despite all the toxic hedge fund handwringing, Jim Cramer said Friday on
"Stop Trading!" segment.
Cramer said 1998's collapse of the Long Term Capital Management hedge fund "was 100 times worse" than the apparent demise of two highly leveraged Bear Stearns funds that were betting on subprime mortgages. Cramer said the near implosion of the funds "is a liquidity issue, not a credit issue," and that big Wall Street buyers of the fund's paper, such as
, "need to grow up."
Cramer said there will be another toxic fund out there somewhere that will blow up, but that's just "another group of idiots" and investors should keep "a cooler head" before they go out and sell all their brokerage stocks on the news.
"Sell them for another reason" if you must, Cramer said. But he urged investors to bear in mind the overall strength of recent quarters at
At the time of publication, Cramer was long Goldman.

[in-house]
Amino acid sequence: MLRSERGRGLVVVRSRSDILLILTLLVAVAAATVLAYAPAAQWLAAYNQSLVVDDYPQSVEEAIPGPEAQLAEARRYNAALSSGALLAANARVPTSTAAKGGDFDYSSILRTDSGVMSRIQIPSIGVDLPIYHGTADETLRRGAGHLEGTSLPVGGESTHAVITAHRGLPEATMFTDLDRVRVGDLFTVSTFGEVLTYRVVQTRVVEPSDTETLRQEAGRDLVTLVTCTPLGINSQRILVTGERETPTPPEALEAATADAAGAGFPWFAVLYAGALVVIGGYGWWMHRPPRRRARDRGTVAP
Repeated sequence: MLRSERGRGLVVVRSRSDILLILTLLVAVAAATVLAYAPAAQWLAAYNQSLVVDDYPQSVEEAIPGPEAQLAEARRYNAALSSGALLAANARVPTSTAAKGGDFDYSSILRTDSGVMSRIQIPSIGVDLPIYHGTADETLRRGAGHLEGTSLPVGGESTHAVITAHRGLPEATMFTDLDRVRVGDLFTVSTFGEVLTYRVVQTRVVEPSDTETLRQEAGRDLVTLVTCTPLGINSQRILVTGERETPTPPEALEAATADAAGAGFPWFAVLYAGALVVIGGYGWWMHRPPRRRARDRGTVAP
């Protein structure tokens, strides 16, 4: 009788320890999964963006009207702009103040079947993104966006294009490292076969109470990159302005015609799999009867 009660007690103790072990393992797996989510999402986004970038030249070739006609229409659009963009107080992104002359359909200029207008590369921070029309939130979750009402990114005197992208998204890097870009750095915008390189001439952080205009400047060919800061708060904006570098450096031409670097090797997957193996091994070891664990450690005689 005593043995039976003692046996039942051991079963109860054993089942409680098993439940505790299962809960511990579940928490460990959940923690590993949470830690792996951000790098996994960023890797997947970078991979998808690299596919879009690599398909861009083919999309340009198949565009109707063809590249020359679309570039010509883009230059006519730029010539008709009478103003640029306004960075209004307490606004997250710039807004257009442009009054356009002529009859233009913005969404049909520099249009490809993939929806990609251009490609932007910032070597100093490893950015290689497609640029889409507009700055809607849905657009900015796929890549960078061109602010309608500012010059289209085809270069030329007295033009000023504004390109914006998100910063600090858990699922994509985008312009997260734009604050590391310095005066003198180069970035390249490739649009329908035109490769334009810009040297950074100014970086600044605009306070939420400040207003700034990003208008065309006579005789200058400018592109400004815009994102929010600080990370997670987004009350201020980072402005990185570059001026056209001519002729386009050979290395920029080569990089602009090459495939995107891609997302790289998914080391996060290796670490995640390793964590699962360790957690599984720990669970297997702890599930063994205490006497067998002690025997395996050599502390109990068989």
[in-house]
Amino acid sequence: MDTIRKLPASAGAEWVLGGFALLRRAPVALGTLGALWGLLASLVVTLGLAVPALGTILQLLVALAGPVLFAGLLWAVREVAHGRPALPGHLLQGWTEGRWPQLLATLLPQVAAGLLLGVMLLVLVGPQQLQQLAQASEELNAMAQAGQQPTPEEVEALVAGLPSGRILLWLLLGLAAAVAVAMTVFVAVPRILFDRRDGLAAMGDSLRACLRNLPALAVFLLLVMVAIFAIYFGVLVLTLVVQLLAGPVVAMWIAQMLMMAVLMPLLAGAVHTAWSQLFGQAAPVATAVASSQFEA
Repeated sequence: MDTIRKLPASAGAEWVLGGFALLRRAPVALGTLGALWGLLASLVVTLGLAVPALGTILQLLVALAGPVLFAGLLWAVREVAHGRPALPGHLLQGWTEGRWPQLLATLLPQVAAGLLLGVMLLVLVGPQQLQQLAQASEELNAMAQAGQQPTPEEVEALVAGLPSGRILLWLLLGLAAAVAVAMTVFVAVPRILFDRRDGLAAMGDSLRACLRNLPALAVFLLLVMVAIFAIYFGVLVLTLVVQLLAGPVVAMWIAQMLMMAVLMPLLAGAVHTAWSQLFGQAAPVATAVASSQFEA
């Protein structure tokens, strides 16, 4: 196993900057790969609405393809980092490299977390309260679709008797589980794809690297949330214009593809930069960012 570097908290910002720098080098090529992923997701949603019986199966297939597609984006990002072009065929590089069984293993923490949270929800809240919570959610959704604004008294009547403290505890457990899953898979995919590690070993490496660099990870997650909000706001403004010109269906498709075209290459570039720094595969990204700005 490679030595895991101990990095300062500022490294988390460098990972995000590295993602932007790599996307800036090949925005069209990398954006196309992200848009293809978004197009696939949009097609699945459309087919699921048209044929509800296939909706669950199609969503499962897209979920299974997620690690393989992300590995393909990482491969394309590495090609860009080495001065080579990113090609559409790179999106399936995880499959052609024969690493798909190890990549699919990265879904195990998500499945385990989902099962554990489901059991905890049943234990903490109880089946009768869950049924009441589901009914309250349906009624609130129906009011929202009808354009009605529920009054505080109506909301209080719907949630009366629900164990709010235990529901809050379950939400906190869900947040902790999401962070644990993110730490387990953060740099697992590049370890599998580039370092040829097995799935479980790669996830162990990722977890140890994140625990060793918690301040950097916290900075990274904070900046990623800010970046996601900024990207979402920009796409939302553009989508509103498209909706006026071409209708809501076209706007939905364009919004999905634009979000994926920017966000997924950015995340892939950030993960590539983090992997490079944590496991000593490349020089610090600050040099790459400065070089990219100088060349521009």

Jim Cramer is a director and co-founder of TheStreet.com. He contributes daily market commentary for TheStreet.com's sites and serves as an adviser to the company's CEO. Outside contributing columnists for TheStreet.com and RealMoney.com, including Cramer, may, from time to time, write about stocks in which they have a position. In such cases, appropriate disclosure is made. To see his personal portfolio and find out what trades Cramer will make before he makes them, sign up for
Action Alerts PLUS. Watch Cramer on "Mad Money" weeknights on CNBC. Click
here to order Cramer's latest book, "Mad Money: Watch TV, Get Rich," click
here to order his book, "Real Money: Sane Investing in an Insane World," click
here to get his second book, "You Got Screwed!" and click
here to order Cramer's autobiography, "Confessions of a Street Addict." While he cannot provide personalized investment advice or recommendations, he invites you to send comments on his column by
TheStreet.com has a revenue-sharing relationship with Traders' Library under which it receives a portion of the revenue from Traders' Library purchases by customers directed there from TheStreet.com.